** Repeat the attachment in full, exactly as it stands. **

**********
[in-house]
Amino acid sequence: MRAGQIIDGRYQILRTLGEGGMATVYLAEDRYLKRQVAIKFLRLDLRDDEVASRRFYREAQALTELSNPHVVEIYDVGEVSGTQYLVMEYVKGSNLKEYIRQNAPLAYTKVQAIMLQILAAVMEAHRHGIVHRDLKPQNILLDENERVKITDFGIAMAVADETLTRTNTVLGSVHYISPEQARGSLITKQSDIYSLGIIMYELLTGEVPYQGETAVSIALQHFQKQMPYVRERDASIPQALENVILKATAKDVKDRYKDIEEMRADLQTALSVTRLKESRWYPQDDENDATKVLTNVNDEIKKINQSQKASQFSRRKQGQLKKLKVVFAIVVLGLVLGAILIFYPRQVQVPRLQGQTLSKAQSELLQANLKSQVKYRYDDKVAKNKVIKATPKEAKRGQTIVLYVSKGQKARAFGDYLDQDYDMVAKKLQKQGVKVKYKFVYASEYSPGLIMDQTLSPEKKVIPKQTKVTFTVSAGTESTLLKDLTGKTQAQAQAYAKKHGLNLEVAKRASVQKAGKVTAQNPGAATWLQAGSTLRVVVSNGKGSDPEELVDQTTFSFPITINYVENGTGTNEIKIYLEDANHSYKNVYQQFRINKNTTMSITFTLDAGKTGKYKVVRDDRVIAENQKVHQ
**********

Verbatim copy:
[in-house]
Amino acid sequence: MRAGQIIDGRYQILRTLGEGGMATVYLAEDRYLKRQVAIKFLRLDLRDDEVASRRFYREAQALTELSNPHVVEIYDVGEVSGTQYLVMEYVKGSNLKEYIRQNAPLAYTKVQAIMLQILAAVMEAHRHGIVHRDLKPQNILLDENERVKITDFGIAMAVADETLTRTNTVLGSVHYISPEQARGSLITKQSDIYSLGIIMYELLTGEVPYQGETAVSIALQHFQKQMPYVRERDASIPQALENVILKATAKDVKDRYKDIEEMRADLQTALSVTRLKESRWYPQDDENDATKVLTNVNDEIKKINQSQKASQFSRRKQGQLKKLKVVFAIVVLGLVLGAILIFYPRQVQVPRLQGQTLSKAQSELLQANLKSQVKYRYDDKVAKNKVIKATPKEAKRGQTIVLYVSKGQKARAFGDYLDQDYDMVAKKLQKQGVKVKYKFVYASEYSPGLIMDQTLSPEKKVIPKQTKVTFTVSAGTESTLLKDLTGKTQAQAQAYAKKHGLNLEVAKRASVQKAGKVTAQNPGAATWLQAGSTLRVVVSNGKGSDPEELVDQTTFSFPITINYVENGTGTNEIKIYLEDANHSYKNVYQQFRINKNTTMSITFTLDAGKTGKYKVVRDDRVIAENQKVHQ